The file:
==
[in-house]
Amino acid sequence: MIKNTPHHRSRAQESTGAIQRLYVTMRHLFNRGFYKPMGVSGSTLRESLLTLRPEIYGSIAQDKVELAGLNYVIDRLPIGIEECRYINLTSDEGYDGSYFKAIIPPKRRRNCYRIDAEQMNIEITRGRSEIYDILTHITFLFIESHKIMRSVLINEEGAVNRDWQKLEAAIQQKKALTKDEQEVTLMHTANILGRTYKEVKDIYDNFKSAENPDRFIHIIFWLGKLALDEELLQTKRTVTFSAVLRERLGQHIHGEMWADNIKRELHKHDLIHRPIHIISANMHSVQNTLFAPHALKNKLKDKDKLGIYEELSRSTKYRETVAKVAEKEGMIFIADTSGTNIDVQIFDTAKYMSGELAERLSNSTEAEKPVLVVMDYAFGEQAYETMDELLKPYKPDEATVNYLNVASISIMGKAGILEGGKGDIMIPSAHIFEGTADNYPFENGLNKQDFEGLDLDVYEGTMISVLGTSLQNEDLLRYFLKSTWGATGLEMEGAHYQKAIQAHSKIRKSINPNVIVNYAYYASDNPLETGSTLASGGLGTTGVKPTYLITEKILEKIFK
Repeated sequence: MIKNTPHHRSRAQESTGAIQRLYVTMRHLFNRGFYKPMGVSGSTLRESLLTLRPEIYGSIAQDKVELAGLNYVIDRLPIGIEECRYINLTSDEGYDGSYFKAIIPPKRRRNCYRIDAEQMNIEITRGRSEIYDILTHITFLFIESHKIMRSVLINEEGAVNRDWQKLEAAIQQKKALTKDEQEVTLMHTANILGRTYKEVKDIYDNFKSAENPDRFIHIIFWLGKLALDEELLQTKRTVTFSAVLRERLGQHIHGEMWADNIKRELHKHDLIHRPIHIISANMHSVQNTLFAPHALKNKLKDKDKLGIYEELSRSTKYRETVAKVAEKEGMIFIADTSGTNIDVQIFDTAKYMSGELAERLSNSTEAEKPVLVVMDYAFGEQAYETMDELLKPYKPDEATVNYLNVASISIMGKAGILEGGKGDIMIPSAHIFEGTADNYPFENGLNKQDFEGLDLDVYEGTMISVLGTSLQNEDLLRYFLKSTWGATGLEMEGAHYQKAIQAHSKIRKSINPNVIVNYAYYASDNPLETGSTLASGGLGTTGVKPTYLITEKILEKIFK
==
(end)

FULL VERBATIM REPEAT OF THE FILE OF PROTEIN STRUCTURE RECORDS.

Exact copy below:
[in-house]
Amino acid sequence: MIKNTPHHRSRAQESTGAIQRLYVTMRHLFNRGFYKPMGVSGSTLRESLLTLRPEIYGSIAQDKVELAGLNYVIDRLPIGIEECRYINLTSDEGYDGSYFKAIIPPKRRRNCYRIDAEQMNIEITRGRSEIYDILTHITFLFIESHKIMRSVLINEEGAVNRDWQKLEAAIQQKKALTKDEQEVTLMHTANILGRTYKEVKDIYDNFKSAENPDRFIHIIFWLGKLALDEELLQTKRTVTFSAVLRERLGQHIHGEMWADNIKRELHKHDLIHRPIHIISANMHSVQNTLFAPHALKNKLKDKDKLGIYEELSRSTKYRETVAKVAEKEGMIFIADTSGTNIDVQIFDTAKYMSGELAERLSNSTEAEKPVLVVMDYAFGEQAYETMDELLKPYKPDEATVNYLNVASISIMGKAGILEGGKGDIMIPSAHIFEGTADNYPFENGLNKQDFEGLDLDVYEGTMISVLGTSLQNEDLLRYFLKSTWGATGLEMEGAHYQKAIQAHSKIRKSINPNVIVNYAYYASDNPLETGSTLASGGLGTTGVKPTYLITEKILEKIFK
Repeated sequence: MIKNTPHHRSRAQESTGAIQRLYVTMRHLFNRGFYKPMGVSGSTLRESLLTLRPEIYGSIAQDKVELAGLNYVIDRLPIGIEECRYINLTSDEGYDGSYFKAIIPPKRRRNCYRIDAEQMNIEITRGRSEIYDILTHITFLFIESHKIMRSVLINEEGAVNRDWQKLEAAIQQKKALTKDEQEVTLMHTANILGRTYKEVKDIYDNFKSAENPDRFIHIIFWLGKLALDEELLQTKRTVTFSAVLRERLGQHIHGEMWADNIKRELHKHDLIHRPIHIISANMHSVQNTLFAPHALKNKLKDKDKLGIYEELSRSTKYRETVAKVAEKEGMIFIADTSGTNIDVQIFDTAKYMSGELAERLSNSTEAEKPVLVVMDYAFGEQAYETMDELLKPYKPDEATVNYLNVASISIMGKAGILEGGKGDIMIPSAHIFEGTADNYPFENGLNKQDFEGLDLDVYEGTMISVLGTSLQNEDLLRYFLKSTWGATGLEMEGAHYQKAIQAHSKIRKSINPNVIVNYAYYASDNPLETGSTLASGGLGTTGVKPTYLITEKILEKIFK